Bristol students accused of blacking up for promotional fancy dress house party

The students have denied the accusations

Accusations have been made that several Bristol university students attended a house party in racist fancy dress and wore cornrow braids to look like a fictional character.

The theme of the house party, which took place on Friday night, was ‘Teams, Memes and 2016’. The event involved a number of UOB students who chose a ‘Orange Is The New Black’ theme and aimed to dress as a character from the show.

Chante’ Joseph, the head of Bristol’s Afro Caribbean Association, was one of the first to draw attention to the event on twitter and has said: “This is disgusting and I will not rest until these girls are dealt with properly because it’s out of order and insensitive.”

Although Joseph’s original tweets were deleted by an unknown person, her continued focus on the matter has resulted in outrage. One offer holder even considered rejecting her place at Bristol because of the stunt.

Among others, Che Scott-Heron, the President of Goldsmith University’s Afro-Carribean Society, also tweeted her displeasure:

The two students have denied the accusations wholeheartedly:

Person 1:

“I’ve been wanting to get my hair done in braids for a while now. I thought the ‘2016 ‘party theme I was invited to would be a great opportunity to get a friend of mine involved and dress up as convicts from one of the most successful and viewed TV Series of 2016: ‘Orange is the new black’. A TV series known not for the dominance of a ‘race’ over another, but for the mixed diversity and lesbian relationships that these convict women have. What is even more ironic is the fact that the only character wearing braids in the context of a CULTURALLY-MIXED prison is a white girl with blonde hair, Patricia Miller.”

“I find it deeply offensive to be accused of being racist for my hairstyle, make-up and outfit. Not only it shows deep lack of misunderstanding and obvious misinterpretation of what the TV series represents and aims to deliver, but also suggests that I, a 19 year old ‘white girl’, cannot get my hair braided as I wish. The fact that I need to justify myself for what I want to look like or who I want to interpret at a fancy dress party, is in itself ridiculous.”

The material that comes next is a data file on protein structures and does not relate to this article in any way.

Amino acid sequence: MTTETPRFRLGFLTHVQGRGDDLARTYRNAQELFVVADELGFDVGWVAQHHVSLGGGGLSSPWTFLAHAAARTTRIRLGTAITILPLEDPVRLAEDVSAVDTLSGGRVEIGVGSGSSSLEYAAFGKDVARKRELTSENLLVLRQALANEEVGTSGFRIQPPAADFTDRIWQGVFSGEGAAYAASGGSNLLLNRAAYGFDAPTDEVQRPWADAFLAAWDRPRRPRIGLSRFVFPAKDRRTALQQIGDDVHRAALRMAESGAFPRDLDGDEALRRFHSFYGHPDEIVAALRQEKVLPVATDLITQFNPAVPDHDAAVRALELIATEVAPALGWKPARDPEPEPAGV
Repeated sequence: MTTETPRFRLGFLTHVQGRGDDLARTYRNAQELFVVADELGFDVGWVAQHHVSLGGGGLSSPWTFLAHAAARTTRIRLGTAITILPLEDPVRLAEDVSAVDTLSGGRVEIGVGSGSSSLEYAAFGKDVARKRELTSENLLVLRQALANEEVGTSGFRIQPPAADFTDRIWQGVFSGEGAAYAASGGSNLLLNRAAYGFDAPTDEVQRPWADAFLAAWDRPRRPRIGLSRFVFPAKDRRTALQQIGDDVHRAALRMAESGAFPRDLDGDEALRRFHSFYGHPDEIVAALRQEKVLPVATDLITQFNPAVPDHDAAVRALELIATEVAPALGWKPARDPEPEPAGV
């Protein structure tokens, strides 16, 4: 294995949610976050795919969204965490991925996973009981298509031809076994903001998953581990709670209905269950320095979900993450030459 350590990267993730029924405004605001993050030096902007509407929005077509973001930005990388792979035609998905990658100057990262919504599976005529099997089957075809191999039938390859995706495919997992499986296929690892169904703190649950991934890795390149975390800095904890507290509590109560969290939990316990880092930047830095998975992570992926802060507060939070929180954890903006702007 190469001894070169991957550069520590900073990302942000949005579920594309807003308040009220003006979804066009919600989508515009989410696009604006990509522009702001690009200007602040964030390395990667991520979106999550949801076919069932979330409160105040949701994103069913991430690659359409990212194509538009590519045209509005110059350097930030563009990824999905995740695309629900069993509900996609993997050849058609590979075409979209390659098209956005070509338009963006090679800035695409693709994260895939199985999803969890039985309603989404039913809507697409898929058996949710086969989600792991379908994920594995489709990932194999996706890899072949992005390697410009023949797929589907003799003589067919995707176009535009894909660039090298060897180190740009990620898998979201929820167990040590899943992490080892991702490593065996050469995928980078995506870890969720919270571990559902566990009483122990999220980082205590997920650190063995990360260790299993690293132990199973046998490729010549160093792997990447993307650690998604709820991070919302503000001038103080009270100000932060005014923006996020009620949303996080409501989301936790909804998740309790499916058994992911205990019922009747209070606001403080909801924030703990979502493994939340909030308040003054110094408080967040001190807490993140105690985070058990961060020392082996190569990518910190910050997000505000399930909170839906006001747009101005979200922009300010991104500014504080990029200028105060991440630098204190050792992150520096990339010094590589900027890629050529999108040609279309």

“Wearing BB CRÈME, which is not to be confused with foundation is what I always wear on a night out: I wore the exact amount at the party as I do every other time I go out. Yes, it was badly blended particularly towards the top of my forehead, yet I’m sure most of us (myself included) wouldn’t even realize, as it seemed to have blended quite well with my beautiful ginger hair!”

“Equally, even If I was trying to darken my skin-tone, am I not allowed to? Does it really look like I’m trying to mock black skin? If that even was to be the case, then I must be a real failure!”

“Furthermore, attempting to ‘orange myself’ would suggest that I’m trying to be more over the top, as you do at FANCY DRESS parties. Once and for all, I will get braided if I want to and wear however much BB CRÈME OR FOUNDATION I wish, as it is by no means suggests racism but only concerns choices about my looks.”

 Person 2:

“I got the idea from a TV series called “Orange is the New Black”, other than following that title there was no particular intention whatsoever. I have recently returned from holiday in Cape Verde and was quite suntanned. My make up suited the hairstyle, clothes and fitted in with the character from the TV series. No more to it than that.”

The party was hosted by REON – a company that sells caffeinated sachets for quick energy boosts.

The University has released a statement: “We have contacted the students concerned and asked them to meet with Professor Nishan Canagarajah, Chair of our Equality, Diversity and Inclusion Steering Group.”

A Bristol SU spokesperson has said: “This is just one of a number of incidents to have come to light over the past few weeks: it needs to be recognised that racism is pervasive at Bristol, and at Universities across the country.

“We’ve seen extreme examples of racist abuse in the press recently, but racially insensitive comments, language and dress are all part of the same problem, and contribute to a culture that is sadly far too common on our campuses.

“We urge our BME students to continue to talk to us about the racism they encounter, and work with us and the University to make necessary changes. All students have a responsibility to tackle racism on campus. We believe that open-mindedness, self-awareness and a will to learn and are key to this.”